The logo design process
“Some wonder what’s so difficult about creating a good logo. They’re small, they look easy to do, so no problem, right? When you only see the result of a designer’s efforts, the logo creation can look like it was a simple task. But it’s not. A logo takes thought and creativity, and many elements combine to make a good one.” (via Harrison Mcleod)
When creating a logo, follow a process that ensures the final design meets the needs of the clients. Below, we have listed the typical process that professional logo designers follow. With practice, you will no doubt develop your own.
Design brief. Conduct a questionnaire or interview with the client to get the design brief.
Research. Conduct research on the industry itself, its history and competitors. Problem-solve first, design later.
Reference. Conduct research on logo designs that have been successful and on current styles and trends that may relate to the design brief. Follow trends not for their own sake but rather to be aware of them: longevity in logo design is key.
Sketching and conceptualizing. Develop the logo design concept(s) around the brief and your research. This is the single most important part of the design process. Get creative and be inspired. As Dainis Graveris has written once, “sketching isn’t time-consuming and is a really good way to put ideas in your head right on paper. After that, it’s always easier to actually design it on the computer. Sketching helps to evolve your imagination: once you understand it, you will always start from just white paper.
Reflection. Take breaks throughout the design process. This helps your ideas mature, renews your enthusiasm and allows you to solicit feedback. It also gives you a fresh perspective on your work.
Revisions and positioning. Whether you position yourself as a contractor (i.e. getting instructions from the client) or build a long-lasting relationship (i.e. guiding the client to the best solution), revise and improve the logo as required.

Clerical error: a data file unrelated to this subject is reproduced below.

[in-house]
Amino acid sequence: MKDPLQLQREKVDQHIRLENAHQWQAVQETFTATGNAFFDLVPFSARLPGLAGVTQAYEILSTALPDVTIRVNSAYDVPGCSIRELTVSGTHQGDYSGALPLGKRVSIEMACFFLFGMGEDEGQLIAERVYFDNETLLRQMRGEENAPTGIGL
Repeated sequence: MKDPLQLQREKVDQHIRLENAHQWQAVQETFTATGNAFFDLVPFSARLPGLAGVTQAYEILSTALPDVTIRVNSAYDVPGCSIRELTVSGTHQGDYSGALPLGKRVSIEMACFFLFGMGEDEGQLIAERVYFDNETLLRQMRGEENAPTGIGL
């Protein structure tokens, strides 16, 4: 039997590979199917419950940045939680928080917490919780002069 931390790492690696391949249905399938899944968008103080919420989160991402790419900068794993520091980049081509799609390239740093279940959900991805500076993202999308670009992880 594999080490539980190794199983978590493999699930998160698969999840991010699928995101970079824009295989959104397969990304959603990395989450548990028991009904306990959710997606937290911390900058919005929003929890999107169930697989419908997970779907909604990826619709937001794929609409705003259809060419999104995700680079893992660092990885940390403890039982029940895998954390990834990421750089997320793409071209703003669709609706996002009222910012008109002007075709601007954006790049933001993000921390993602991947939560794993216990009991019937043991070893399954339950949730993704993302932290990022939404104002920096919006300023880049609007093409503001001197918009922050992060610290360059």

Presentation. Present only your best logo designs to your client. PDF format usually works best. You may also wish to show the logo in context, which will help the client more clearly visualize the brand identity. Preparing a high-quality presentation is the single most effective way to get your clients to approve your designs.
“Canned presentations have the ring of emptiness. The meaningful presentation is custom designed—for a particular purpose, for a particular person. How to present a new idea is, perhaps, one of the designer’s most difficult tasks. This how is not only a design problem, it also pleads for something novel.
Everything a designer does involves a presentation of some kind—not only how to explain (present) a particular design to an interested listener (client, reader, spectator), but how the design may explain itself in the marketplace… A presentation is the musical accompaniment of design. A presentation that lacks an idea cannot hide behind glamorous photos, pizazz, or ballyhoo. If it is full of gibberish, it may fall on deaf ears; if too laid back, it may land a prospect in the arms of Morpheus.” (Paul Rand)
Delivery and support.
Deliver the appropriate files to the client and give all support that is needed. Remember to under-promise and over-deliver. After you’ve finished, have a beer, eat some chocolate and then start your next project.